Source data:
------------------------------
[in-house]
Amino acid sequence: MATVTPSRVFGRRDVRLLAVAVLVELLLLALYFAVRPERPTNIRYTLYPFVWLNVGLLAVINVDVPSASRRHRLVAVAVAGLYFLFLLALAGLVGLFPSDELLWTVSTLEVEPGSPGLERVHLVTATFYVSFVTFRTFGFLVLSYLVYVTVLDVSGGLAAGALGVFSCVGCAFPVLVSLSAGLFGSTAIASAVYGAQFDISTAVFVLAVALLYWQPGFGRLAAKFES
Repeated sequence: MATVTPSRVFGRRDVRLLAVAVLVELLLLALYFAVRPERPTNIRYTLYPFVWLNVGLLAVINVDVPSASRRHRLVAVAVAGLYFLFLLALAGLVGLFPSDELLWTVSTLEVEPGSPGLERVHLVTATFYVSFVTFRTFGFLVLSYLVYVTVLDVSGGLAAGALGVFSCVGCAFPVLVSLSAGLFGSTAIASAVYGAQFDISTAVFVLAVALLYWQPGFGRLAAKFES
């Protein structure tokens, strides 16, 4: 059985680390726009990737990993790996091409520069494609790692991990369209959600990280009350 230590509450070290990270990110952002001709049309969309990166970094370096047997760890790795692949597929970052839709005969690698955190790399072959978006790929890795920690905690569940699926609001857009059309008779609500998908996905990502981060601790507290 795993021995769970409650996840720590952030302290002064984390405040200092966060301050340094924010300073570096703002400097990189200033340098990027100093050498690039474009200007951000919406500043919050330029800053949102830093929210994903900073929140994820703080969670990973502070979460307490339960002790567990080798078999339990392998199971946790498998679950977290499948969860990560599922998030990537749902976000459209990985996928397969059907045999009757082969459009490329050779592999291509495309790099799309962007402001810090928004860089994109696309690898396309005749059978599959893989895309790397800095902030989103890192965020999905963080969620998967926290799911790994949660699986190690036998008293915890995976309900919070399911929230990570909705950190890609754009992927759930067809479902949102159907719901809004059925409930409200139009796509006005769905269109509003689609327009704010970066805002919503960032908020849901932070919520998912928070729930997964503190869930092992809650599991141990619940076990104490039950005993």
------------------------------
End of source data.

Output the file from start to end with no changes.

[in-house]
Amino acid sequence: MATVTPSRVFGRRDVRLLAVAVLVELLLLALYFAVRPERPTNIRYTLYPFVWLNVGLLAVINVDVPSASRRHRLVAVAVAGLYFLFLLALAGLVGLFPSDELLWTVSTLEVEPGSPGLERVHLVTATFYVSFVTFRTFGFLVLSYLVYVTVLDVSGGLAAGALGVFSCVGCAFPVLVSLSAGLFGSTAIASAVYGAQFDISTAVFVLAVALLYWQPGFGRLAAKFES
Repeated sequence: MATVTPSRVFGRRDVRLLAVAVLVELLLLALYFAVRPERPTNIRYTLYPFVWLNVGLLAVINVDVPSASRRHRLVAVAVAGLYFLFLLALAGLVGLFPSDELLWTVSTLEVEPGSPGLERVHLVTATFYVSFVTFRTFGFLVLSYLVYVTVLDVSGGLAAGALGVFSCVGCAFPVLVSLSAGLFGSTAIASAVYGAQFDISTAVFVLAVALLYWQPGFGRLAAKFES
């Protein structure tokens, strides 16, 4: 059985680390726009990737990993790996091409520069494609790692991990369209959600990280009350 230590509450070290990270990110952002001709049309969309990166970094370096047997760890790795692949597929970052839709005969690698955190790399072959978006790929890795920690905690569940699926609001857009059309008779609500998908996905990502981060601790507290 795993021995769970409650996840720590952030302290002064984390405040200092966060301050340094924010300073570096703002400097990189200033340098990027100093050498690039474009200007951000919406500043919050330029800053949102830093929210994903900073929140994820703080969670990973502070979460307490339960002790567990080798078999339990392998199971946790498998679950977290499948969860990560599922998030990537749902976000459209990985996928397969059907045999009757082969459009490329050779592999291509495309790099799309962007402001810090928004860089994109696309690898396309005749059978599959893989895309790397800095902030989103890192965020999905963080969620998967926290799911790994949660699986190690036998008293915890995976309900919070399911929230990570909705950190890609754009992927759930067809479902949102159907719901809004059925409930409200139009796509006005769905269109509003689609327009704010970066805002919503960032908020849901932070919520998912928070729930997964503190869930092992809650599991141990619940076990104490039950005993």